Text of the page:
Everyone is excited to hear how our latest trip was. We went to China for a whirlwind trip. 3 cities in 10 days. We left Seattle for Beijing, Xi’an and finally Shanghai. I will spend some time and blog about our adventures in all three cites, but I wanted to share how much this trip has changed how we view the world and reinforced our desire for long term travel.
It should not be a surprise to anyone to hear how American travelers are often referred to in a negative light. We have heard it said on multiple occasions that Americans are rude, entitled, and so on. On this particular trip we were able to see several of the stereo types and why we may be seen as such.
Our desire for world travel is to see and fully experience the other cultures and people this giant rock has to offer. When we go somewhere, whether it is a new city like Atlanta or Chicago or a new country like Guatemala or China, we seek out to find the real culture and personality of that new place. It is this desire that allows us to see each new place with different set of eyes that we are used to seeing our normal daily lives in. In order to really experience another people and culture you have to be able to look through a different set of lenses.
This last trip we took to China was a part of an organized tour group. We had never been on one of these trips before and after doing it we probably will not do it again. That is a whole other blog that you should look for in the future.
Being part of a group of Americans in a close knit group really helped us see somethings in a different way that I am not sure we may have been able to see on our own. There is a pack or group mentality and confidence that naturally shows itself when you are part of a group. Because we did not spend the whole time with the group and left to do our own thing more than not, I think it allowed us to see somethings we may not have seen. Not just sites but attitudes and actions as well
The group we were with was actually pretty darn fantastic. We had quite a few very seasoned travelers. Several who had been on tour trips like this as well as some who normally do their own thing, but the make up of our group was pretty awesome. There were a few other groups that we saw that were not so lucky and we had plenty of occasions to hear them complaining about everything from the food to the transportation the help that could not speak English and the rude people that just seemed to cut in line and do what they wanted.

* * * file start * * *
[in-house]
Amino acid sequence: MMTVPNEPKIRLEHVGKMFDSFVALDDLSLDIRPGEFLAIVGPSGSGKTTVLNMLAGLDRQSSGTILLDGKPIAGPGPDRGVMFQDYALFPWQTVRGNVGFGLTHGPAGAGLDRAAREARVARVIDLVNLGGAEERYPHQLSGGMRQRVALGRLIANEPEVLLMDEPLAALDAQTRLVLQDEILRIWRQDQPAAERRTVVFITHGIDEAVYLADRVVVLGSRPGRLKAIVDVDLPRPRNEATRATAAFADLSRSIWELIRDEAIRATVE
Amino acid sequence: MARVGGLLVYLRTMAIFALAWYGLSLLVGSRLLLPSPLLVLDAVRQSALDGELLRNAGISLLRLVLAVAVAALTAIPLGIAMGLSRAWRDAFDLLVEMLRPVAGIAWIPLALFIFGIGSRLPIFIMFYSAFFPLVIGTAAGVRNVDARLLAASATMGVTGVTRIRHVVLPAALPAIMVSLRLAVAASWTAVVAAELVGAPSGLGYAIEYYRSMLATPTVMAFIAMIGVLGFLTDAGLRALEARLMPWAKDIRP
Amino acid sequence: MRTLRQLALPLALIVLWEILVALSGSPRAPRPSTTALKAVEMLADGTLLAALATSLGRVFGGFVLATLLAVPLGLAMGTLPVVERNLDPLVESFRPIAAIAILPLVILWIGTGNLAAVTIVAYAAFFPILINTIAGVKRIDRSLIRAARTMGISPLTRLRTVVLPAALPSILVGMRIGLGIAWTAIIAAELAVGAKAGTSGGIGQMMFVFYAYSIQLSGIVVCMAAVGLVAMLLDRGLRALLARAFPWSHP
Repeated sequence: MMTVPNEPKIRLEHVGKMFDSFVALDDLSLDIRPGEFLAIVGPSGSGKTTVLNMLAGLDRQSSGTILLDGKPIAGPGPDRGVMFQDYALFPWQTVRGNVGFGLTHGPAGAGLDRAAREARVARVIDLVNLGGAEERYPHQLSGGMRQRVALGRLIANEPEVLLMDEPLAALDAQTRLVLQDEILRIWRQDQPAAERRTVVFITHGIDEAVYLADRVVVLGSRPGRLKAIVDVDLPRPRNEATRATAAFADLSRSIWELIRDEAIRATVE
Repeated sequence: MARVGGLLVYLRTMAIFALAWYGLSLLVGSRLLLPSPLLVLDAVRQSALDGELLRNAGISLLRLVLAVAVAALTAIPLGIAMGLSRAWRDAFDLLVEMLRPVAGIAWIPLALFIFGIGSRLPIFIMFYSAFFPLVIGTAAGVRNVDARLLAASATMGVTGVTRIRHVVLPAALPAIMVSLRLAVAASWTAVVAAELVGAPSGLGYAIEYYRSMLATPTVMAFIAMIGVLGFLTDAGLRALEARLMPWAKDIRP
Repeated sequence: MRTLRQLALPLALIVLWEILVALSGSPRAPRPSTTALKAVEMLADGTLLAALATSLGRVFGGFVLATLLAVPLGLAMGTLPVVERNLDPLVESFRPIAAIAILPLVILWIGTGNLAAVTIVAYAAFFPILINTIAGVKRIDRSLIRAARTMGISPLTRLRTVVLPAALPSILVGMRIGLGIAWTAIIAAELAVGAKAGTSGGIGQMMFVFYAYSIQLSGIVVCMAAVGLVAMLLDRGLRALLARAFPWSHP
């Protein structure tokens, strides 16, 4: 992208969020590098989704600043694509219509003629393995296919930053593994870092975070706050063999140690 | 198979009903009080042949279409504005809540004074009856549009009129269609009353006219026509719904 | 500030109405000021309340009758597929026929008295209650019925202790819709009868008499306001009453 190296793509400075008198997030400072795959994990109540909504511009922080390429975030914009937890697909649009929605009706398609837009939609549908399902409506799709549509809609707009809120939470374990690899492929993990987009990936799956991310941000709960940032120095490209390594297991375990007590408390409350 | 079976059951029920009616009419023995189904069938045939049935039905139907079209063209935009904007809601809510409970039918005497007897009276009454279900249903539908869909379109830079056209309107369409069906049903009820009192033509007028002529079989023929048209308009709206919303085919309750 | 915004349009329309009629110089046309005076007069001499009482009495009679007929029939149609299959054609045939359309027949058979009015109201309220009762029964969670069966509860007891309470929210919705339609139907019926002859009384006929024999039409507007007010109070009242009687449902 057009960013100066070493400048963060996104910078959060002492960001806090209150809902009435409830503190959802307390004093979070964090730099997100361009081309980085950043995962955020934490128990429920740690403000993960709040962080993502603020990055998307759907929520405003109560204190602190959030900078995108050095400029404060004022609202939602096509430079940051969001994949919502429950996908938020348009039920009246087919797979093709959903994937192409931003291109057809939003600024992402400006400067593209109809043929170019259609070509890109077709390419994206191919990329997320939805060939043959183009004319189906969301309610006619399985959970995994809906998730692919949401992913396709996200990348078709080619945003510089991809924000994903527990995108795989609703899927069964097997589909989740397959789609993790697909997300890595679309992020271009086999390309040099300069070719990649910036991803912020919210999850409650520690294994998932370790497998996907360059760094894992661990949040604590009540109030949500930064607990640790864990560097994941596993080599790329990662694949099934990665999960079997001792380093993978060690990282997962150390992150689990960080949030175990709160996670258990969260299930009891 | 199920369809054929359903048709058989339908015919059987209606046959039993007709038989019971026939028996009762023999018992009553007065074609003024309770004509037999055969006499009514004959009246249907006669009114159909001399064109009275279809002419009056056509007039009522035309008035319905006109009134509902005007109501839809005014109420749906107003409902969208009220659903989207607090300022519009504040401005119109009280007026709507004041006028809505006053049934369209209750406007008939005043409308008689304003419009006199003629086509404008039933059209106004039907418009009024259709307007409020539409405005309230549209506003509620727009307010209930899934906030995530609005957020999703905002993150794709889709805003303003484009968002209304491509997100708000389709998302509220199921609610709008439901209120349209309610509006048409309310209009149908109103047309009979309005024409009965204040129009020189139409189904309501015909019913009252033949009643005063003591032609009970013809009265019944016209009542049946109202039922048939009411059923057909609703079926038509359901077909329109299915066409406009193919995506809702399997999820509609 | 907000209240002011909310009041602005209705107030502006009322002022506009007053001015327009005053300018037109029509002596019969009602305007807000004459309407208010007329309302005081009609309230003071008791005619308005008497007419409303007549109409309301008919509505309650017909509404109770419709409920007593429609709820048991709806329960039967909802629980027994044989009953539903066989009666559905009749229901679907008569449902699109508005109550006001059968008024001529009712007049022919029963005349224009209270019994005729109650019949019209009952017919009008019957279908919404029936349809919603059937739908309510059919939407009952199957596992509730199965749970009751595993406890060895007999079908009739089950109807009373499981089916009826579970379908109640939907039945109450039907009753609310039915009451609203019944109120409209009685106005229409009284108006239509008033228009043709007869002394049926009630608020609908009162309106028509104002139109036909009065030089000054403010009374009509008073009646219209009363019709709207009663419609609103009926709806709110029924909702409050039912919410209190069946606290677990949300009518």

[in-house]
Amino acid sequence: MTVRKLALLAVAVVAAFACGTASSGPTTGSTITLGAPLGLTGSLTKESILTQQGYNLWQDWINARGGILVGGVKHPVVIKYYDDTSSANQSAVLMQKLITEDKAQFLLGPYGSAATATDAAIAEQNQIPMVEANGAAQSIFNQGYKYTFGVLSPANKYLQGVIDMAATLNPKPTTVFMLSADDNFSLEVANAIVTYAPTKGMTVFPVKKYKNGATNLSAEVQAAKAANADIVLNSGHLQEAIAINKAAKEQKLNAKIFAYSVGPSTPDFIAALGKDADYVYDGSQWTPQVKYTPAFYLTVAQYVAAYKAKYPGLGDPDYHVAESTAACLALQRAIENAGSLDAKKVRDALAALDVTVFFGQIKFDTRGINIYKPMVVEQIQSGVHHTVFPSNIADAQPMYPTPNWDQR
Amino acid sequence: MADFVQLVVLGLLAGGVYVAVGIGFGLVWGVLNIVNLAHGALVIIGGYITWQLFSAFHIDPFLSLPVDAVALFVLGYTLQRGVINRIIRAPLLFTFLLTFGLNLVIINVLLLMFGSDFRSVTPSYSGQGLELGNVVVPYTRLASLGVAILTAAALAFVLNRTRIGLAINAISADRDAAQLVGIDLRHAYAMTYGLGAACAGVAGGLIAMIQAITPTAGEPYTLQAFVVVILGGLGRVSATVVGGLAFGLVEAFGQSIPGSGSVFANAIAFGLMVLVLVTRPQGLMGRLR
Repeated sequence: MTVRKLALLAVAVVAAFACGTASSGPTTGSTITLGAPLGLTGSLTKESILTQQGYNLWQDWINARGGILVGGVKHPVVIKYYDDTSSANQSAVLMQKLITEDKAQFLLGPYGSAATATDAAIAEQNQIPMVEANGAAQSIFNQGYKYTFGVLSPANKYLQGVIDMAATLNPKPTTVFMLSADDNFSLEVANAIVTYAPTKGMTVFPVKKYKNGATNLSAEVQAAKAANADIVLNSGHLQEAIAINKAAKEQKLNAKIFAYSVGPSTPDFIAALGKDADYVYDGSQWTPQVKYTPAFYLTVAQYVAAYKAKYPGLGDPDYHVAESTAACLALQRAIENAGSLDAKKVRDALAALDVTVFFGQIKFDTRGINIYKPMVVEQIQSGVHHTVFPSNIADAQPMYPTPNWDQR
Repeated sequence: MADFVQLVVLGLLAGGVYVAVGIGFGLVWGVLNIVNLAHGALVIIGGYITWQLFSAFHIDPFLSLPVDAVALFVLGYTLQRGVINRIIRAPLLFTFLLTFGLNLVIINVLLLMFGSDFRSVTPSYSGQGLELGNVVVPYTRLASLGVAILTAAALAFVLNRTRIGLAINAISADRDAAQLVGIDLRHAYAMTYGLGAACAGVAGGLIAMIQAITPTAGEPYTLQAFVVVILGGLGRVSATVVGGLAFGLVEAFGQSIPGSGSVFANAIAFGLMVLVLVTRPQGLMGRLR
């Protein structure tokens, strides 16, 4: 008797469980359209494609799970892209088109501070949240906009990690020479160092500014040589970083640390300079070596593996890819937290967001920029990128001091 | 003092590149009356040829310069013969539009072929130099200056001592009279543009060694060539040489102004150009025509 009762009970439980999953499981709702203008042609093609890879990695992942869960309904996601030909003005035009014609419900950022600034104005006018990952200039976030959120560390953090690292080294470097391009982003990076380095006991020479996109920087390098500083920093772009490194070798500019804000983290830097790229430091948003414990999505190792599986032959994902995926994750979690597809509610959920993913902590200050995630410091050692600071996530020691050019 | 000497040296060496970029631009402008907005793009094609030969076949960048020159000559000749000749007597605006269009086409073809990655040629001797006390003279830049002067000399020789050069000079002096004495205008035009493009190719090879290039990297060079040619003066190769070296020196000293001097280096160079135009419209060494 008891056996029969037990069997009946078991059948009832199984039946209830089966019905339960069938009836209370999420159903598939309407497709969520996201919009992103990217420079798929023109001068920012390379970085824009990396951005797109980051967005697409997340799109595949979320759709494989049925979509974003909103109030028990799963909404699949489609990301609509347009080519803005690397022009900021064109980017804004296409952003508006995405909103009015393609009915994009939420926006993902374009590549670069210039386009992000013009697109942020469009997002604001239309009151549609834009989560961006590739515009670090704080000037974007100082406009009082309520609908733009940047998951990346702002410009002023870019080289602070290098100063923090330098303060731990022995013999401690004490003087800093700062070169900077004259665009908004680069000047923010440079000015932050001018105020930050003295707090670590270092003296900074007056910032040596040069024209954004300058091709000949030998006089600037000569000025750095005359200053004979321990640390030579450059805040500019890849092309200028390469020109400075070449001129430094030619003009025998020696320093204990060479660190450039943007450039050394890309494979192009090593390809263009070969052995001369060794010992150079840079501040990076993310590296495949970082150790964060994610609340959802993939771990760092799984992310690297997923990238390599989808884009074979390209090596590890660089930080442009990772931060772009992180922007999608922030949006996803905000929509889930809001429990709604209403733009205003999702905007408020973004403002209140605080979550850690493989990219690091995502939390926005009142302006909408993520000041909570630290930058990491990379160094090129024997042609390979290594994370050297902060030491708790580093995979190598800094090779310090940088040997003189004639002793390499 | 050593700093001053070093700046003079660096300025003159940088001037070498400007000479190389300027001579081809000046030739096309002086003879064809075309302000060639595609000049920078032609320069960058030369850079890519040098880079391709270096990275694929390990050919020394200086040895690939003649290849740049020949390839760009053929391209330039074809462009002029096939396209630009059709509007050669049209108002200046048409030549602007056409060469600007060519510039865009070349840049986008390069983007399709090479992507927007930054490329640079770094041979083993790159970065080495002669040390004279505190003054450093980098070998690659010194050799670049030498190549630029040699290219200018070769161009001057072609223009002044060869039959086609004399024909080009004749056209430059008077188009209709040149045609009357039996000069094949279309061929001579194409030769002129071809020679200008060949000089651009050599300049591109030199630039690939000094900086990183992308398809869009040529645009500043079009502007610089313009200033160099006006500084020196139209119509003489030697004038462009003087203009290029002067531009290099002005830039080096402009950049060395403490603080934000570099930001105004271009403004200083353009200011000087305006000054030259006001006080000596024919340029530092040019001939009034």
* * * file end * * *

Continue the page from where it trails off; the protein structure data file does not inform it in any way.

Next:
Here is where we started to see somethings and feel like we evolved as travelers. It was quite an epiphany to us and so I hope I can communicate this in a way that makes sense and does not come across as condescending or arrogant.
China is a country that holds roughly 20% of the entire worlds population. we were in two cites that had over 22 MILLION people. This is a faced paced country where one has to move efficiently to get around. Politeness is assumed and the people just move like water through stones to get to their destination. There are no actual lines only queues. If there is room in front of you, believe me when I tell you that some little old lady is going to move into that space. Want your American personal bubble of space? Stay away from the public transportation! They employ “pushers” to assure every train is as full as possible during the commuting hours. Be amazed here. They drive the same way. There may be 4 lanes of traffic painted on the road but I can guarantee there are 6 cars, buses and trucks wide filling in the gaps and changing lanes at will with horns not blinkers. Amidst all of this apparent chaos we never observed a fight, argument, or even a dirty look. It was just the way that it was. It was their culture and the standard way of operating there. When we first got there and experienced this, I will admit that I was a bit offended. I mean why is this person more important than me and why should they get to just cut in line and do as they please? Then, I started asking myself why I was offended and it hit me. We came to another country with the expectation of home. We came to China and expected America. BBBBBZZZZZZZZZZZZZTTT! Wrong!
We had no right to do such a thing and I started to see that it was pretty common. In listening to all of the complaints and even some passive aggressive retaliation for these common acts we could see that they all stemmed from an unrealistic expectation of behavior. We were only offended because they were not acting like Americans! How unbelievably rude!
Oh and I hate to state such an obvious thing, but in China . . . they speak Chinese and have no obligation to speak English. To assume that they should is just arrogant. Yes there are plenty of people that speak some, but you should be prepared to do what you can to adjust. The burden of communication falls on the traveler.
The fact of the matter is this: When you are in another country, you are a guest. You would not go into someone else’s house and demand they take off their shoes because you do it in your own home would you? Yet it seems that we Americans have a tendency to do just that. We just assume that the rest of the world is going to be like we are used to. It may take some adjusting to but we certainly have no right to get bent out of shape about it. Roll with it and enjoy learning some new things. Let the small stuff go and do not let it affect your trip!
I tried not to make this too preachy but it really was a very eye opening trip for us and we are looking forward to so many more adventures. I will be writing more about the actual adventures we had and some amazing friendships we made as well. Stay tuned to hear about Street meat, our tour guide Richard and drinking beer on the Great Wall of China. Oh yeah, Shanghai Disneyland too!
Amy was pretty popular with these monks.They sure liked the blond lady!